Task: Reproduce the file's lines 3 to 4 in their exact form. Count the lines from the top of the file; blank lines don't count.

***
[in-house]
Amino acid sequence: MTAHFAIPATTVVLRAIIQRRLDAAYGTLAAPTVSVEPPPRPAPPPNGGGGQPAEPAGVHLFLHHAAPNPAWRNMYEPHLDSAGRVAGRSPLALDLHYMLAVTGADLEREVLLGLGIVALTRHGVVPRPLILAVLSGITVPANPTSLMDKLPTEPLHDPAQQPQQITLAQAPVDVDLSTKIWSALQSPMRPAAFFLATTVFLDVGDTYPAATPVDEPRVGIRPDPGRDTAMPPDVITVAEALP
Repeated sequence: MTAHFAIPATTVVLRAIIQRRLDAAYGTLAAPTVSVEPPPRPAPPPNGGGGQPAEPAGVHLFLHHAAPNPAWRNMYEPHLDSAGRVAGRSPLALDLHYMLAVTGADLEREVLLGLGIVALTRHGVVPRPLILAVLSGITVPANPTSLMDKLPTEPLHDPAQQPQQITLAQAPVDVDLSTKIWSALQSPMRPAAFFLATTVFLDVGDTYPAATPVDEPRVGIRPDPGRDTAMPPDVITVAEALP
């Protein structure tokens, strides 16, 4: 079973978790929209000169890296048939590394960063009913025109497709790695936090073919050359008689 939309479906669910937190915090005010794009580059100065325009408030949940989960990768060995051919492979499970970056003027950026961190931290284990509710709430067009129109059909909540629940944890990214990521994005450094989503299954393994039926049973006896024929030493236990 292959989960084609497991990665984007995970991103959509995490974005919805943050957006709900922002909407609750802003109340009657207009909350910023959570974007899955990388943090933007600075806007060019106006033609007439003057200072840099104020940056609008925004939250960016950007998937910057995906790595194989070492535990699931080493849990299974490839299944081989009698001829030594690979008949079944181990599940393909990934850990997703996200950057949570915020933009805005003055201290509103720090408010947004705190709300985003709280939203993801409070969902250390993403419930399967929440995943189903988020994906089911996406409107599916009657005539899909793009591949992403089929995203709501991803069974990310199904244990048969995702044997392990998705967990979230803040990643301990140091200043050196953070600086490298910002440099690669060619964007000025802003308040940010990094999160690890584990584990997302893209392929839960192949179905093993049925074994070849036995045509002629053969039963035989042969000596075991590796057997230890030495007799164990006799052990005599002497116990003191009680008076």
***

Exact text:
Repeated sequence: MTAHFAIPATTVVLRAIIQRRLDAAYGTLAAPTVSVEPPPRPAPPPNGGGGQPAEPAGVHLFLHHAAPNPAWRNMYEPHLDSAGRVAGRSPLALDLHYMLAVTGADLEREVLLGLGIVALTRHGVVPRPLILAVLSGITVPANPTSLMDKLPTEPLHDPAQQPQQITLAQAPVDVDLSTKIWSALQSPMRPAAFFLATTVFLDVGDTYPAATPVDEPRVGIRPDPGRDTAMPPDVITVAEALP
């Protein structure tokens, strides 16, 4: 079973978790929209000169890296048939590394960063009913025109497709790695936090073919050359008689 939309479906669910937190915090005010794009580059100065325009408030949940989960990768060995051919492979499970970056003027950026961190931290284990509710709430067009129109059909909540629940944890990214990521994005450094989503299954393994039926049973006896024929030493236990 292959989960084609497991990665984007995970991103959509995490974005919805943050957006709900922002909407609750802003109340009657207009909350910023959570974007899955990388943090933007600075806007060019106006033609007439003057200072840099104020940056609008925004939250960016950007998937910057995906790595194989070492535990699931080493849990299974490839299944081989009698001829030594690979008949079944181990599940393909990934850990997703996200950057949570915020933009805005003055201290509103720090408010947004705190709300985003709280939203993801409070969902250390993403419930399967929440995943189903988020994906089911996406409107599916009657005539899909793009591949992403089929995203709501991803069974990310199904244990048969995702044997392990998705967990979230803040990643301990140091200043050196953070600086490298910002440099690669060619964007000025802003308040940010990094999160690890584990584990997302893209392929839960192949179905093993049925074994070849036995045509002629053969039963035989042969000596075991590796057997230890030495007799164990006799052990005599002497116990003191009680008076």